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The Sydney and Verity project
on 9 September 2015
Originally broadcast in 2013, as part of the 50th anniversary celebrations of Doctor Who, this is a feature length dramatisation of the early years of the show. How it came to be. The struggles to get it made. And the end of it's first era when William Hartnell left.
How can get all that into one feature? By concentrating on a couple of things...
Beginning in 1966, with a scene that lays some symbolism on a unsubtly, it then flashes back to three years before. When Canadian Producer Sydney Newman [Brian Cox] wanted to fill a gap in the saturday evening schedules. A show about an eccentric time traveller was the idea they devised. He trusted Verity Lambert [Jessica Raine] to produce the programme. The very idea of a woman doing such an important role at the bbc in 1963 was not something many went along with.
Her choice for leading man was William Hartnell [David Bradley] a professional actor of many years, who'd become stereotyped in hard man roles. A complex man who could be difficult to work with.
Little did any of them know they were creating a tv institution...
As ever, the BBC never let you down with period drama. And this recreates the time of it's setting, the fashion and the way tv was produced back then, absolutely perfectly. The script has to condense a lot down. Some people, such as head of serials Donald Wilson, who was heavily involved at the time, get written out. And it barely touches on the behind the scenes troubles in the show's third year. But it manages to get the story by focusing on two main things.
Firstly, Verity Lambert's struggles and ultimate success. Jessica Raine does very well in portraying a lady who had to find the inner strength that Syndey Newman knew she had. There's a pretty compelling performance in that role from Brian Cox, also.
But when Verity moves on, the focus moves over to William Hartnell. David Bradley is amazing in the role. Not trying to copy Hartnell, but acting the part. A man who had some of the attitudes of his time. But who came to love this role he'd been hesitant about taking. Only for the ravages of illness to mean he couldn't keep it forever.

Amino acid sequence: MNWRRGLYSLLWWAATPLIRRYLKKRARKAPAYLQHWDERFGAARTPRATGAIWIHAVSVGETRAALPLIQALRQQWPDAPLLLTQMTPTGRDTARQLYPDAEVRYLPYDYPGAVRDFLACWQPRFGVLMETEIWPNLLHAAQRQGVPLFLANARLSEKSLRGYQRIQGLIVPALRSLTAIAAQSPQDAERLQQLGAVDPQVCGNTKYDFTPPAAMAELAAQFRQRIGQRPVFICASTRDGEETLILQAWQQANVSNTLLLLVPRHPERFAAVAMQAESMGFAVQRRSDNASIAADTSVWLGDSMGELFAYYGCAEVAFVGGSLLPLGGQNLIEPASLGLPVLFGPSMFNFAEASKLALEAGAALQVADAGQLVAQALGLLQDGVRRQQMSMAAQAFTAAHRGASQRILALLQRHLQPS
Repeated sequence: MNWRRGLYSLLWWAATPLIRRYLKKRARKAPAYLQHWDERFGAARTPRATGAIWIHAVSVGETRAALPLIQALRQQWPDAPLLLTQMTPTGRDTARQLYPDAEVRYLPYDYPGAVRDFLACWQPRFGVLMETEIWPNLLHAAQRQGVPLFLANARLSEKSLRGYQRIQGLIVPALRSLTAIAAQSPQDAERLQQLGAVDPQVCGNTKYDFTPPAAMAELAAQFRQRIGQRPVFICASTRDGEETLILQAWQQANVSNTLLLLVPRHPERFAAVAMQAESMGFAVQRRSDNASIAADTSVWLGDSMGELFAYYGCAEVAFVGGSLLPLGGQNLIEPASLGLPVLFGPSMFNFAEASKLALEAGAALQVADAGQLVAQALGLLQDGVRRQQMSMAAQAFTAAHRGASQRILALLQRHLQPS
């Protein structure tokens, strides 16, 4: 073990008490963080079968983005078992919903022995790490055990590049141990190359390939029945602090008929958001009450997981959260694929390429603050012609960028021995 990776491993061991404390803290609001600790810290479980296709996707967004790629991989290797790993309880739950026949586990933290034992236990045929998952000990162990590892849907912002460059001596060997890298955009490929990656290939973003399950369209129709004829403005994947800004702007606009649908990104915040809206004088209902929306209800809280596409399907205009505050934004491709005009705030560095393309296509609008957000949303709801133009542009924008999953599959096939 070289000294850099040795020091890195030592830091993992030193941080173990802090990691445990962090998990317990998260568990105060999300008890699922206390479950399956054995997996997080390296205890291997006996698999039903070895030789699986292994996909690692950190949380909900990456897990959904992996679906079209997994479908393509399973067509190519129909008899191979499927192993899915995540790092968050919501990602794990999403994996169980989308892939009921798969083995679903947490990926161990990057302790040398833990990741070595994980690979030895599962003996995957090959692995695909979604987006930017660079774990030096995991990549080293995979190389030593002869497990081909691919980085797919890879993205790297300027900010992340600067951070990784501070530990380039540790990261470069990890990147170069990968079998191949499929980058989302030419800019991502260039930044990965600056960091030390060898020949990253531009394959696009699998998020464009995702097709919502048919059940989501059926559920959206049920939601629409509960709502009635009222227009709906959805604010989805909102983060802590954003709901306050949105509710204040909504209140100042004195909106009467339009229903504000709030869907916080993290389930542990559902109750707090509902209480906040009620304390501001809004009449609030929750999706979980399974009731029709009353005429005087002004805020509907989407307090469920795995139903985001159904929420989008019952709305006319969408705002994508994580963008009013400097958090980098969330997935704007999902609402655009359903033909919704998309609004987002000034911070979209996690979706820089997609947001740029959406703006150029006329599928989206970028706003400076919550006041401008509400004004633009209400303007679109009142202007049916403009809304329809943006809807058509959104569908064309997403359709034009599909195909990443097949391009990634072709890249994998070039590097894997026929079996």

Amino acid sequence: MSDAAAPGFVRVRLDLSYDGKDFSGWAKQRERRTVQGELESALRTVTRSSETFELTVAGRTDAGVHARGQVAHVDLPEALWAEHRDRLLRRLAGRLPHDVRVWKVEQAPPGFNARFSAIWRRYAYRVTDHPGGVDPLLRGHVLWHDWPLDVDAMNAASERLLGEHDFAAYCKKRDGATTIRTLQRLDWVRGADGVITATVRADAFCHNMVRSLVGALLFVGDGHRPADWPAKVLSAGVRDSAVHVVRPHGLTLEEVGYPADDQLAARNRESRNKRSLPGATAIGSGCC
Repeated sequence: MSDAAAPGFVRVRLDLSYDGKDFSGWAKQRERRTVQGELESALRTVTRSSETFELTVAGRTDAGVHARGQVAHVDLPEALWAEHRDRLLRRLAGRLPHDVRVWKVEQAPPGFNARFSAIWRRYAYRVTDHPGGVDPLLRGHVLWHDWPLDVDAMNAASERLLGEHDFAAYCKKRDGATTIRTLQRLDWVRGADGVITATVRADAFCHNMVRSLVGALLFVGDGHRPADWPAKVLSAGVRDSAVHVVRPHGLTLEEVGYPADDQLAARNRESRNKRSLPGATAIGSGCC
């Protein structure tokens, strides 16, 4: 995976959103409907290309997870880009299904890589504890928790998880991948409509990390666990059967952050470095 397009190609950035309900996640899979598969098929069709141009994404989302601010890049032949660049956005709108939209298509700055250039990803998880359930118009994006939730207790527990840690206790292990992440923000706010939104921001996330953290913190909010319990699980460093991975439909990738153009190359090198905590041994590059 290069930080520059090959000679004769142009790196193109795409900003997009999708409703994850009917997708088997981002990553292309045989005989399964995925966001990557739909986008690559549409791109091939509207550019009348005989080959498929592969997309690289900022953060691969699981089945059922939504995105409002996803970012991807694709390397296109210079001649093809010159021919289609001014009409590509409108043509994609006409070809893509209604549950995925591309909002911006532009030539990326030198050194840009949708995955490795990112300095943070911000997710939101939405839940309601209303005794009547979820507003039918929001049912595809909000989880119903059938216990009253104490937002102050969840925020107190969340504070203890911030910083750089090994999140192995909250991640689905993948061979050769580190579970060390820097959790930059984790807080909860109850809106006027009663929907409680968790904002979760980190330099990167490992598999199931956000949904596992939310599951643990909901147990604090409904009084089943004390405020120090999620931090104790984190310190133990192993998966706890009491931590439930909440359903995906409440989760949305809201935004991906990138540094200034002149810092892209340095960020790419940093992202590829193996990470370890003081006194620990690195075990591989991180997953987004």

As the story moves on through his days struggling to keep his health and keep the role, it becomes incredibly moving. And you really are left feeling so very sorry for him.
There's an ending that strives for emotional impact. Which might not work for some. But if it does for you, then it really will leav you with a lump in the throat.
A perfect tribute to a tv legend, and those who brought it to us. And an excellent drama with it.
Look out for cameo appearances from original companions Carole Ann Ford and William Russell. And keep watching after the end credits.
The dvd has the following language and subtitle options:
It's also English audio captioned.
William Hartnell: the original. A five minute long profile of him with various people sharing their memories. This is the material from post the closing credits. It's a bit short to have much substance, but it is occasionally touching.
Behind the scenes: narrated by Carole Ann Ford, this is a nine minute long making of feature. It's also a bit too short to have much substance, but occasionally touching as well. Do watch this otherwise one of the next batch of extras will catch you out.
Said next batch is reconstructions and regenerations: the cast and production team recreate scenes from the original pilot episode and first story. One from the tv story the Dalek Invasion of Earth. And the christmas greeting. From the 1965 episode 'The Feast of Steven' when the Doctor wished viewers a happy christmas. These are all superbly done and great to watch.
Regenerations recreates the first regeneration. But not in the manner you might expect...
Title sequences is a short look at the difference between the original title sequence for the show, and the one used for an adventure in space and time.
There are also two very short but very good deleted scenes, that are both worth a watch.